Brown Betty describes a type of teapot with common characteristics of red Etruria Marl clay, a transparent or dark brown Rockingham glaze and a familiar portly body. The ritual of tea drinking has remained largely unchanged for centuries. All over the world people choose a teapot as their preferred apparatus and the humble Brown Betty is often heralded as the archetypal example.
The popularity of the pot is proven in the quantity in which it has been made. By 1926 the Staffordshire pottery industry was making approximately half a million Brown Betty teapots a week. Despite this, surprisingly little is known about the object itself or its early history and design development. This affordable, utilitarian and unpretentious object has largely gone unnoticed, disappearing into the fabric of everyday life.
The Japanese jug demonstrates the preference for a matt surface glaze. It has no handle- it is simply grasped. Though not actually hand thrown, this jug clearly has many attributes of a craft object. Paradoxically, the British ‘Denby' jug is in fact handmade, but strives to achieve the uniformity of mass production.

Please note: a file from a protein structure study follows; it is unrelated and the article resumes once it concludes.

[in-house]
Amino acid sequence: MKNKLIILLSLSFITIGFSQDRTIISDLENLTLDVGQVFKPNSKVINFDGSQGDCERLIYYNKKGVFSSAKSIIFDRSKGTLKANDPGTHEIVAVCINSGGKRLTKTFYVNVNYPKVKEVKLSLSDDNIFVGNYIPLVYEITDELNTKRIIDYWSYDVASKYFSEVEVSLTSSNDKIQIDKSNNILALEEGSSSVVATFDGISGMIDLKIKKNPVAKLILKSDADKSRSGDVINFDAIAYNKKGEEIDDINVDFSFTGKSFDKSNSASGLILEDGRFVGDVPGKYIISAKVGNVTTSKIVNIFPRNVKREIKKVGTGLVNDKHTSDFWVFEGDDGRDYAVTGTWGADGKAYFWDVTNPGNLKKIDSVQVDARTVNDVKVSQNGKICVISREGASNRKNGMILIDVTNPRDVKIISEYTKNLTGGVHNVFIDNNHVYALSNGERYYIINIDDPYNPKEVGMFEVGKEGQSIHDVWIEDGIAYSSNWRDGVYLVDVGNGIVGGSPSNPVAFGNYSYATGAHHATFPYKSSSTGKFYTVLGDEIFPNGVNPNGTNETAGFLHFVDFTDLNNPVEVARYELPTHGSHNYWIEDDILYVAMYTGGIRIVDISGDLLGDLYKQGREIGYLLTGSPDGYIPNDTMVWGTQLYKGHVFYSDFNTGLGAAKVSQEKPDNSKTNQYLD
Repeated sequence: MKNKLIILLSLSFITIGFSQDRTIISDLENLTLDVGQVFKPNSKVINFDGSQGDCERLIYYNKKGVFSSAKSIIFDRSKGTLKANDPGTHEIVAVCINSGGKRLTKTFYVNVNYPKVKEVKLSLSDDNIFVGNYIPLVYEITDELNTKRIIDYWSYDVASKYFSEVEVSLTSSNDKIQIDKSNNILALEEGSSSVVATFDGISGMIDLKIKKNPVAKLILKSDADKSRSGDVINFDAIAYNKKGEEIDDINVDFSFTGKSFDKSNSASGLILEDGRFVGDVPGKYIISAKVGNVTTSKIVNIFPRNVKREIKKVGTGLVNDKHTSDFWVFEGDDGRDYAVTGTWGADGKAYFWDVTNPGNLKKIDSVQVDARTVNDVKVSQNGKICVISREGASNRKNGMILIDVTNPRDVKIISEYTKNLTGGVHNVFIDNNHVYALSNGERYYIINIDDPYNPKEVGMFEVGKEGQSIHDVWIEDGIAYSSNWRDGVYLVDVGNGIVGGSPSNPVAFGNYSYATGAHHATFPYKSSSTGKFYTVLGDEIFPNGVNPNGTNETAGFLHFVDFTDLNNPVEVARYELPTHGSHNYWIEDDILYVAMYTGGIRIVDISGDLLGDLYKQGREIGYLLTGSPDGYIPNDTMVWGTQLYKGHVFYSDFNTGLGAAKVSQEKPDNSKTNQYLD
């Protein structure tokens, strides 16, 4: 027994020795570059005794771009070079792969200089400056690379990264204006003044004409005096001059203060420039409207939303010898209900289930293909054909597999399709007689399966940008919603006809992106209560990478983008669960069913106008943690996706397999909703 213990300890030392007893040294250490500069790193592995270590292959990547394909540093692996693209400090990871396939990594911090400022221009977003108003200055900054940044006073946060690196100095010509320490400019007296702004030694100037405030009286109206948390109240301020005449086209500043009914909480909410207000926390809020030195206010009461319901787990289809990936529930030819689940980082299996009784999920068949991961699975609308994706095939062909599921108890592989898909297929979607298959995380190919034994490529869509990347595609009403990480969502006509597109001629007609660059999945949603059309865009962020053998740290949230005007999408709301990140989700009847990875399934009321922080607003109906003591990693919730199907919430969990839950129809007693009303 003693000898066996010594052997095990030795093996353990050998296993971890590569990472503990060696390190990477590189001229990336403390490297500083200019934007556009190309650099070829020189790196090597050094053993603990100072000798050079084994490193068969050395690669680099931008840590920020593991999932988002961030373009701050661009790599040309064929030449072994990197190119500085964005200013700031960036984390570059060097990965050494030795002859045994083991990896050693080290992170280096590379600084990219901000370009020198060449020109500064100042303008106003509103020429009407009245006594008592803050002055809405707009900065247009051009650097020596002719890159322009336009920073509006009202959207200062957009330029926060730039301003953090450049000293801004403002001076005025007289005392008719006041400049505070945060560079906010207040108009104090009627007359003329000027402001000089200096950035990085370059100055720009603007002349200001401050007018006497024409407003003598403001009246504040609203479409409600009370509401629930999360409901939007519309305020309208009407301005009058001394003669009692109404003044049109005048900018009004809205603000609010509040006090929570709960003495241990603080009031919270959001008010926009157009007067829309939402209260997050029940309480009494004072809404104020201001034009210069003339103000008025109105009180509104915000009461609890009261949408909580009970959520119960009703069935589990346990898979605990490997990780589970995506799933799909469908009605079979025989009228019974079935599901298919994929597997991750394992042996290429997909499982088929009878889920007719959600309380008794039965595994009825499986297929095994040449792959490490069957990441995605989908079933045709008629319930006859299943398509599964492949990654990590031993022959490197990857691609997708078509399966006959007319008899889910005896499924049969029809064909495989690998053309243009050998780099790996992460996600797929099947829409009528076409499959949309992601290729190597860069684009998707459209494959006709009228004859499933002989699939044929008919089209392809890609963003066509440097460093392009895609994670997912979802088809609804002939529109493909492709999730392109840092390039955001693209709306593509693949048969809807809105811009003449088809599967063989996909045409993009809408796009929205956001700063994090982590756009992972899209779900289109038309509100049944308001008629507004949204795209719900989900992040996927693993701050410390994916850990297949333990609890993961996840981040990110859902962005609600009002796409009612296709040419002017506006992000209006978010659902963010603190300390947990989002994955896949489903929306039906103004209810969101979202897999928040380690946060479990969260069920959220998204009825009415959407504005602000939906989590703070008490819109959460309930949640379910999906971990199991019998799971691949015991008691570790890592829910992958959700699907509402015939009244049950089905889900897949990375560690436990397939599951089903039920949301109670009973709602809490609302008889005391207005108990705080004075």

For London Design Festival 2018, Labour and Wait is excited to present the Re-engineered Brown Betty Teapot. The new teapot is the result of a three year research and development project by ceramic designer Ian McIntyre.
Ian has worked closely with Cauldon Ceramics of Staffordshire, the oldest remaining maker of the traditional Brown Betty teapot, to bring his vision to life. New production processes have been implemented and past innovations such as the ‘locking lid’, and ‘non-drip spout’ have been reintroduced.